Untapped Cities founder Michelle Young and CEO Augustin Pasquet (who moonlights as a photographer when called) are the authors of the guide book Secret Brooklyn: An Unusual Guide. The second edition of the book has just been released officially today, and now following launch events at the Montauk Club and Kingsland Wildflowers, they’re sharing five of their favorite new locations.
Read on for an excerpt of each of these secret, hidden, or lesser-known locations! You can get an autographed copy directly from Untapped Cities (shipped to you or picked up from our Brooklyn office) or a non-autographed copy on Amazon.
1. Knickerbocker Field Club
Originally, Michelle and Augustin were interested in doing an entry on the “punny” street name, “Tennis Court” in Flatbush. This led them to discover that at the end of Tennis Court is a genuine, hidden tennis club!
Nothing celebratory denotes the existence of the Knickerbocker Field Club, a historic tennis club along the street, beyond a small green sign atop a roll-down gate entrance. But walk through the parking lot and make a left, and you’ll discover five original clay courts in pristine condition that date to the founding of the club in 1889. The Knickerbocker Field Club was part of a land lease from Ronald Ficken, a developer who pioneered the real-estate development in the Flatbush area in the mid-1880s. The secret tennis club is the only remnant of the Tennis Court development, which originally spanned several square blocks.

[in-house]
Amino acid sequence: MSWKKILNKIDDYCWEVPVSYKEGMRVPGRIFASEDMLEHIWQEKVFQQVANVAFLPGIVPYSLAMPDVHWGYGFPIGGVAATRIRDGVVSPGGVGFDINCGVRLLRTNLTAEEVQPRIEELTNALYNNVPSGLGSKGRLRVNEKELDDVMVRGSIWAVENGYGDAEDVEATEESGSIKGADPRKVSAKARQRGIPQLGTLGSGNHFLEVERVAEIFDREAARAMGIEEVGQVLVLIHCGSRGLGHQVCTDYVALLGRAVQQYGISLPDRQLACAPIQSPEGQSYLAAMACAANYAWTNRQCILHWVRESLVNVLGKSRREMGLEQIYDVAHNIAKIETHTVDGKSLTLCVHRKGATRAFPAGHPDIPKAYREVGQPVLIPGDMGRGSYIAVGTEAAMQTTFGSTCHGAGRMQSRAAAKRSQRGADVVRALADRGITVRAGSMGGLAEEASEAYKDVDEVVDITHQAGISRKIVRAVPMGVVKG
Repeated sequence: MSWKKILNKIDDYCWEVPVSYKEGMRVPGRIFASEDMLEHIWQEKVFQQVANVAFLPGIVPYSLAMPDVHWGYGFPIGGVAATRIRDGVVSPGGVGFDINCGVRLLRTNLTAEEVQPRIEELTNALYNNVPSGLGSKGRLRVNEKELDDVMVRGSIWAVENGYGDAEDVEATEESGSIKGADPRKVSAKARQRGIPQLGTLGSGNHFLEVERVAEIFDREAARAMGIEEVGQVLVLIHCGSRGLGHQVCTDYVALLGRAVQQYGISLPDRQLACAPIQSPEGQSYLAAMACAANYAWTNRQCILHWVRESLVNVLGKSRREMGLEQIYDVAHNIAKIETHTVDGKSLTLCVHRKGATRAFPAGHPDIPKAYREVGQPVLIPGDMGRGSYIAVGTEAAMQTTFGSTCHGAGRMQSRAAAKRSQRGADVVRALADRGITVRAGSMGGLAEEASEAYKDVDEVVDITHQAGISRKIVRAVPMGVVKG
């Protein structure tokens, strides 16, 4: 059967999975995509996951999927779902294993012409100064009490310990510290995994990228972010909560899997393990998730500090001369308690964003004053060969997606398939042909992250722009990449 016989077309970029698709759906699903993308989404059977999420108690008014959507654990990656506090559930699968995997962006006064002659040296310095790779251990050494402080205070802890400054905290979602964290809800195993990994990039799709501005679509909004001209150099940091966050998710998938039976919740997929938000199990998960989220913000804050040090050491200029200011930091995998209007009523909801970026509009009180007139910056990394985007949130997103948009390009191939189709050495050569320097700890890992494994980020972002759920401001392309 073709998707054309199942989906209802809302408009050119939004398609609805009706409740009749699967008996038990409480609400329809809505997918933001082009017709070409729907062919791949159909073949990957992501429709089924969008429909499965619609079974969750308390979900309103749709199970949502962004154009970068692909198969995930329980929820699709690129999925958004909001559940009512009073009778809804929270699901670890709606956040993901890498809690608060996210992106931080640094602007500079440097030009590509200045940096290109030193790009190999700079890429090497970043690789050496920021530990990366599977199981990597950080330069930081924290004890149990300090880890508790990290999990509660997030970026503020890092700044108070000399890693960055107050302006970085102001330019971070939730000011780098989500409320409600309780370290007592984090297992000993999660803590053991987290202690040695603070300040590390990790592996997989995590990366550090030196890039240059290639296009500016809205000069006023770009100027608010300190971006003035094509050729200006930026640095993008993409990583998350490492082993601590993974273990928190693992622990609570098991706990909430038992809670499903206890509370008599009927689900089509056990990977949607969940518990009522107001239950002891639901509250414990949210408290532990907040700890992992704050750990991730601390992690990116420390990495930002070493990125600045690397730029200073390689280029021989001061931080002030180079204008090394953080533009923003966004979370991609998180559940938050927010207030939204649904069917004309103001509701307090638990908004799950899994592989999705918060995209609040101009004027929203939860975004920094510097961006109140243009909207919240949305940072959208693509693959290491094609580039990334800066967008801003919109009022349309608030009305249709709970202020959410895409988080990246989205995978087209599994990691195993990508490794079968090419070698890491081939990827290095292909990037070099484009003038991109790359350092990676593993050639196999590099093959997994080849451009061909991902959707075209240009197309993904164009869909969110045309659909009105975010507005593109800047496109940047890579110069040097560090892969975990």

The club was wildly successful from its inception, attracting prominent Brooklyn families as members with many women from the beginning. Today, there are 170 members with over 100 people on the waitlist. According to the club officers, it takes up to ten years to get a membership, at $900 per season. Although most members are from the surrounding Brooklyn area, there are members from Manhattan and Queens (and Staten Island in the past).
On a visit, when asked why people come from a distance to play here, one of the members impromptu called out “Because it’s the best!” Another member, Beth Moorsmith, says, “It’s partly the history, because this place has been around for so long. And it’s partly that it’s so New York.” Her husband Reid adds, “There are no fancy pretensions. People like to play tennis. Despite the fact that it’s surrounded by brick buildings and a subway, it feels like an oasis.”